This is from the chapter entitled ‘Letters from a Traitor’ which explores Robin’s evocative use of language.
Because Robin’s characters are often prickly and diffident, the language – apposite and precise – is often bleak. The vocabulary in ‘Bike Girl’ is predominantly leaden, earthbound and enervating: ‘unwillingly’, ‘alarming’, ‘embarrassing’, ‘ambush’, ‘terrifying’, ‘scornful’, ‘disappointment’, ‘nervous’, ‘dismal’, ‘dour’, ‘cumbersome’, ‘gloomily’, ‘pugnaciously, ‘plummeted’, ‘smouldering’, ‘belligerent’, ‘resentment simmered’, ‘treacherously’, ‘crossly’, ‘offended’, ‘smug’, ‘forlornly’, ‘inhospitable’, ‘grim determination’, ‘bitterly’, ‘labouring’, ‘lurked’, ‘slumped’, ‘dully’.
Characters are described in strident, aggressive terms as being ‘rattled’, ‘nettled’, ‘indignant’, ‘aloof’, ‘contemptuous’. ‘Nettled’ might have been a personal favourite since it featured so often. She loved ‘vanquished’, too, as in Patricia’s doctrine ‘Refuse to be mentally vanquished’ in Games … and Erica Yurken’s triumphant observation: ‘Alison Ashley didn’t say anything for a long time. Vanquished.’ It even occurs in Brock and the Dragon, alongside ‘threateningly’, ‘half-hearted’, ‘smirking’, ‘meek’, ‘resignedly’, ‘grumpily’, which you might not expect to find in a picture book text.
The word that troubled me most was ‘depressed’, a whispered, somewhat shameful word back in the 1980s, spoken by adults but never children, but often used in these stories. Andre is saddened to see a child’s crayoned graffiti on the wall of the derelict cottage she and Julia occupy: ‘This world and everything and everyone in it = TOTAL DEPRESSION!’ She is aware that such feelings are generally suppressed ‘(which you usually keep hidden in the most secret and loneliest part of your mind)’.
After all, then, it wasn’t the words themselves that arrested me, it was finding them in the stories I read. They were new and exotic and dangerous.
The best word of all was ‘traitor’. At the very end of her introduction to Dear Robin, she signed off – to placate us once and for all, ‘love from Robin Klein – TRAITOR!’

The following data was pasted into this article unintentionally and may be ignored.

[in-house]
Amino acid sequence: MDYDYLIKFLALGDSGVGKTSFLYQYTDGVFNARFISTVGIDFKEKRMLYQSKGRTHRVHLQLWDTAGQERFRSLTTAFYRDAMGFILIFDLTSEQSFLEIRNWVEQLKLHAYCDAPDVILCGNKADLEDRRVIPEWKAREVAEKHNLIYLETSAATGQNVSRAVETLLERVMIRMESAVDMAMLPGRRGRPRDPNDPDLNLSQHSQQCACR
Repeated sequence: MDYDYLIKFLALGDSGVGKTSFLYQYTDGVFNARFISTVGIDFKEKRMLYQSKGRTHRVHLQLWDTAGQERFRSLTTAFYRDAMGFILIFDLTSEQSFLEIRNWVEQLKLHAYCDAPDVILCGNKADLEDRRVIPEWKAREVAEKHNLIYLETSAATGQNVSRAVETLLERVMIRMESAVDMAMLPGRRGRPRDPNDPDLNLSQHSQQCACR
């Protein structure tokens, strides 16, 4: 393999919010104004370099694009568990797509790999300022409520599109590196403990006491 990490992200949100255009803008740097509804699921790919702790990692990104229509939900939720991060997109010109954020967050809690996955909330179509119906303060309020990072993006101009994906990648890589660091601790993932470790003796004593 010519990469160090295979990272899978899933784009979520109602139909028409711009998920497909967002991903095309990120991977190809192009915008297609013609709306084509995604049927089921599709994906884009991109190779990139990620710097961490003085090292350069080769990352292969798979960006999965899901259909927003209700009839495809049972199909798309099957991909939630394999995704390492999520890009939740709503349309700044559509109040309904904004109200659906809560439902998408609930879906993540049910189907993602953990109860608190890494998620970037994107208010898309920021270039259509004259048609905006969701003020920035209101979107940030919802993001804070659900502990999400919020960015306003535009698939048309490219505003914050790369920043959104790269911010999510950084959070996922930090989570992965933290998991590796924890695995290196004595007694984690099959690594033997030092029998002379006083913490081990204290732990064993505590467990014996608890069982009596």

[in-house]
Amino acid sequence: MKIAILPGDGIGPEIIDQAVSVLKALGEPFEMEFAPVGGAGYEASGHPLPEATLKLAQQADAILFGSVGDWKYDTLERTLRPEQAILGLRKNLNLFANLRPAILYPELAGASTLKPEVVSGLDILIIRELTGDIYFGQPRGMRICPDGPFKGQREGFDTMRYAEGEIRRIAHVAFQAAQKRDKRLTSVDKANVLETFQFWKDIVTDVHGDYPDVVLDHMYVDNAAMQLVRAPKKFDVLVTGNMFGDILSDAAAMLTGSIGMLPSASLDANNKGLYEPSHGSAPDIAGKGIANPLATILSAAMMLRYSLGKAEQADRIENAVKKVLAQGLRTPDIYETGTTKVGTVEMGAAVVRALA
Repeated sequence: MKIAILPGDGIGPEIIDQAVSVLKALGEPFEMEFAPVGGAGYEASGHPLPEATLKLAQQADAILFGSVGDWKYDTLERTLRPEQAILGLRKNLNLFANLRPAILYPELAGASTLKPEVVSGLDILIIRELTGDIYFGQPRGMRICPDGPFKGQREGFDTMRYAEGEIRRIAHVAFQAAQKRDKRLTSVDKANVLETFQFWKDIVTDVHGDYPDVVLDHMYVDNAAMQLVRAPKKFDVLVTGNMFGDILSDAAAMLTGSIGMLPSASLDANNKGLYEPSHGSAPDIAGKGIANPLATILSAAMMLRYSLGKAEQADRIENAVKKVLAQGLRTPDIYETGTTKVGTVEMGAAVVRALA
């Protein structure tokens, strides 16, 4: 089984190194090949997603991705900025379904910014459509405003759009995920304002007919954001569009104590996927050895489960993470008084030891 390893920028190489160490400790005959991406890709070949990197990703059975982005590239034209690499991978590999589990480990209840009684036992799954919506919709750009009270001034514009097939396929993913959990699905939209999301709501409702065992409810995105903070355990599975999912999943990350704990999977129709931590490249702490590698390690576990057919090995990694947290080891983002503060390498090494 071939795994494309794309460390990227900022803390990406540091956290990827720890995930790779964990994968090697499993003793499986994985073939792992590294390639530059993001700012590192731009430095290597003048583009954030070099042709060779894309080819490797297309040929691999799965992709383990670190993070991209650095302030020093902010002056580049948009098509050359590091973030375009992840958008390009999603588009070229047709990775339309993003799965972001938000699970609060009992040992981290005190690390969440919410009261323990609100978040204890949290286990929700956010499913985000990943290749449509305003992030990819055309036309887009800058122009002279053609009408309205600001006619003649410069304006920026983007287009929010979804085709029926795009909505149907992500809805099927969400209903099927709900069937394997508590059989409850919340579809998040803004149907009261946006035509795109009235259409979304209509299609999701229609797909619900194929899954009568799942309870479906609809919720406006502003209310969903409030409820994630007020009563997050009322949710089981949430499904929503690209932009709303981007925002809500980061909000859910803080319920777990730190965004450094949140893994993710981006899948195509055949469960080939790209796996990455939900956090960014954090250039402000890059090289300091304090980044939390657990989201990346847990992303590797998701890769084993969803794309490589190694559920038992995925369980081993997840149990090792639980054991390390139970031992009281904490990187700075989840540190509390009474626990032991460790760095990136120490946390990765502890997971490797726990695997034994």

‘Traitor’ is a brilliantly emotive word, redolent of the historical times Robin was drawn to and referred to often in her books. Think of Penny Pollard’s recreation of Robin’s own trip round Britain. There are the plays published in The School Magazine, such as ‘Arco’s Contribution to Hadrian’s Wall’, stories set in past times like Birk the Berserker, and Seeing Things, in which she furnished Miranda’s visions of the past with intricate detail.
Traitors make us think of heinous betrayals of the covenants of loyalty and honour, incurring the ultimate punishment. Perhaps it was Robin’s loathing of stultifying, sly, curtain-twitching middle-class suburbia that inspired her to write of the long-ago past in Britain, of knights and castles where there was no veneer of superiority, rather a strict, non-negotiable hierarchy.
I can’t imagine Robin being a dour queen caked in heavy make-up, trapped on a throne, although I can imagine her cheerfully dishing out orders to her ladies-in-waiting and bumbling courtiers. If she had been born a princess, Robin would have been like Althea in The Princess Who Hated It, who changed the lilies and roses in the hated tapestry she worked on to camels and spiders, and who envied the freedom of the farm children, the Plums, who ‘had lovely jobs to do, like feeding the pigs, and they went to market on a cart heaped high with pumpkins’.
 ‘Keep up your courage, that gauntlet will soon be run! (That sounds like an elderly, arthriticky knight giving advice to a squire, proper literary, that is.)’ So Robin offered encouragement as I faced my HSC in 1992. It seemed natural for her to allude to medieval times when seeking evidence of moral fibre.